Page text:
For Leveiere


To compensate for an uneven fluor, I added five levelers to the base. 15ut these aren't just any levelers. Tlieir unique design allows each outside corner ol the base to be leveled independently.

Kaeh leveler consists of two parts: a thick mounting block that attaches to the bottom of the base and an adjustable foot (Fig.5). By turning a bolt that passes through the center of each part, you can mise or lower the foot (see Shop Tip at left).

mounting block. Hie weight of the MIM-' combined with a load of tools, means the completed project will be rather heavy, 'lb provide plenty of strength for lifting this weight, each mounting block (11) is made by jduiug up two pieces of •Yt'-thiek hardwwxi (Fig. $). 0 used maple.)

Before gluing and screwing the mounting block to the bottom of the base, you'll need to drillacounterbored shank hole for aTuut that accepts the adjustment bolt (Fig. -r>a). TheT-nut is simply screwed in place.

FOOT. Once the block is in place. yová| can add the foot (I). It's a piece of W^»' thick hardwood that's captured on the end of the bolt by a pair of lock nuts.

One nut rests in a coimterbored sluuik hole d rilled in the bottom of the toot.'I "he other lightens againsl lite top of the fool ro lock it in place.

Note: When threading the bolt into the foot, make sure it doesn't extend pasl the bollom face of the foot.


The base of the tool carousel provides plenty of storage lor portable power lools. To make ¡I e;isy to remove a tool (or put one back) without having to reach deep inside the base. I added a turntable (Fig. 6). This lets you bring to the front whatever you need.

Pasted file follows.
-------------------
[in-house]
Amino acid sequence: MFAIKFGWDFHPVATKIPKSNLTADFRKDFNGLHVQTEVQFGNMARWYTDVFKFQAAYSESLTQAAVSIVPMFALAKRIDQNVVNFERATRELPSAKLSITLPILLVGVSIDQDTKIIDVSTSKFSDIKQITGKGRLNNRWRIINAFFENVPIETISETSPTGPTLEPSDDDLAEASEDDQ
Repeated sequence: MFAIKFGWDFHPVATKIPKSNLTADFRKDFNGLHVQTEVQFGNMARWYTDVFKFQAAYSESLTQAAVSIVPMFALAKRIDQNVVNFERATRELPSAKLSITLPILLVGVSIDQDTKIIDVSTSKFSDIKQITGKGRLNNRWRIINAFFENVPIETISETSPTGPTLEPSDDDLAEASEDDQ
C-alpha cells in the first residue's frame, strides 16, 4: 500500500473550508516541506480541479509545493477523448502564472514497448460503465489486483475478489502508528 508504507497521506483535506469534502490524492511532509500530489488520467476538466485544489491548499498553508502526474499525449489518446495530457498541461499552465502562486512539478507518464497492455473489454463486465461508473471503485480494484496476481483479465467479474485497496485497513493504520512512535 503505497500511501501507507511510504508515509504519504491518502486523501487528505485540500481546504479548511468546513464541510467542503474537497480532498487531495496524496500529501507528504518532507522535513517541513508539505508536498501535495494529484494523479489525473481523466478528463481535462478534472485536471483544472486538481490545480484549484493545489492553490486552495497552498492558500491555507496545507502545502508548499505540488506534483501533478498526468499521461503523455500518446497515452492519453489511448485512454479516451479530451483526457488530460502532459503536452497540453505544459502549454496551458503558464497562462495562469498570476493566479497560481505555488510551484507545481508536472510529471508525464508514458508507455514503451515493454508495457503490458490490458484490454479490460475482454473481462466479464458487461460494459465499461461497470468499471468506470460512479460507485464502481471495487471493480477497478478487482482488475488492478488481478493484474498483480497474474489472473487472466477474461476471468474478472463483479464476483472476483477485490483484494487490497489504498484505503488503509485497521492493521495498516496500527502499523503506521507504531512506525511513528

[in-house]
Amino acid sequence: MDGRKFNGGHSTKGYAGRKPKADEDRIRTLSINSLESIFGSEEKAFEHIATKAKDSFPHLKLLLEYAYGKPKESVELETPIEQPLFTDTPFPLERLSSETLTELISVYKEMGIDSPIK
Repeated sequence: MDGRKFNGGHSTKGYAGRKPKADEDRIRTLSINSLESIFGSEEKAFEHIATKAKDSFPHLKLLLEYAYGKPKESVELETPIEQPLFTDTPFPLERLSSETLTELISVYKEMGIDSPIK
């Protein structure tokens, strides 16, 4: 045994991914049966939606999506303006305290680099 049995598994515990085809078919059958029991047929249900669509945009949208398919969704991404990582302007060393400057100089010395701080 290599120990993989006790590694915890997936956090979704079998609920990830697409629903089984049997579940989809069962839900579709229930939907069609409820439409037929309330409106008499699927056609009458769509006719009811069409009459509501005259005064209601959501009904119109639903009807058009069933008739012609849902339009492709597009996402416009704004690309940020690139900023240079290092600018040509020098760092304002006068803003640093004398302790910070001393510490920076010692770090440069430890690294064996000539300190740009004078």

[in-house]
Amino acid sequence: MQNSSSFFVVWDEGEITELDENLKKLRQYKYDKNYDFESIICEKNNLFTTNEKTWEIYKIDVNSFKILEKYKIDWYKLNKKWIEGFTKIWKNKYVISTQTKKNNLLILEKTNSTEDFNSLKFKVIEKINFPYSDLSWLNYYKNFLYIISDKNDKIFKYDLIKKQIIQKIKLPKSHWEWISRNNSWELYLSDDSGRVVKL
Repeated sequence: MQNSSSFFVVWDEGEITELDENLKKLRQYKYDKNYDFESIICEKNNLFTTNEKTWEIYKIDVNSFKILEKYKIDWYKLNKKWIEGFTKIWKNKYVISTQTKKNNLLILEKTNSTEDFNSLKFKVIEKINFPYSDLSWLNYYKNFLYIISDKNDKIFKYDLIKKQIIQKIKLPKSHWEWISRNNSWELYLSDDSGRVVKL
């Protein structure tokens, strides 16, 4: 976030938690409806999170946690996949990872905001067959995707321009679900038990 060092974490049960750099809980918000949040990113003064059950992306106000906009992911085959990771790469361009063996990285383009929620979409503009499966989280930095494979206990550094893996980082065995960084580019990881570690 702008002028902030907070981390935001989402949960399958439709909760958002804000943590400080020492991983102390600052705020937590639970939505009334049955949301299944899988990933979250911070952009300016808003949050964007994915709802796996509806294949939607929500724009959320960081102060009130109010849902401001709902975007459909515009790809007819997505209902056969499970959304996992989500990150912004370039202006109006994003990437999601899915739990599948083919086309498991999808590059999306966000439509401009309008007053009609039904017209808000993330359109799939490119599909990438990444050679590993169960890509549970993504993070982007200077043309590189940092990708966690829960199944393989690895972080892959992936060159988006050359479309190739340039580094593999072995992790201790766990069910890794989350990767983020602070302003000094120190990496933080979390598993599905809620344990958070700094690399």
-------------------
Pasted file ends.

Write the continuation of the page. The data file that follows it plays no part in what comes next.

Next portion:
'Ihc turntable is nothing more than a circular shelf that spins around on the rolk-r bearings. An iron pipe ac1s as an axle that keeps the Turntable centered in the base (refer lo Fig. 10 on page 97).

blank. As with the base sides, top, and bollom. lite turntable starts out as<u large, square blank of MDF (Fig. Using a square blank provides stniight reference edges for laving out and culling a notch that malches the shape of the opening in the base. To cut litis notch. I

Dovetail Layout Tools



Kt>r« two rtrírs or vi- thcx stock. foot ft *<- iiiicx mounting li lock.


Fit rrr-Mrr.M scriw

;4-xiv/ ?fnofr v/ashlk hfflai wasiiik

"'block'" foot

NOTE drill "ti' dia cíktlrld i clc ro« pwot pin cr< ono.r cutpng itó. thfn fmarcir IIUCL IO 1V4"-0UV

second: cui turntabi r to shap?

NOTE drill "ti' dia cíktlrld i clc ro« pwot pin cr< ono.r cutpng itó. thfn fmarcir IIUCL IO 1V4"-0UV

second: cui turntabi r to shap?

(used a straightedge to guide my circular saw. Slop the cut just short of the inside corner, then finish up with a hand saw.

cut to shape. Once the notch is done, you're ready to cut lite turntable 0) to its final shape. An easy way to do this is to mouut a router with a straight bit to a simple cirde-ei ming jig. (For details abi mt making litis jig. refer to the box below.)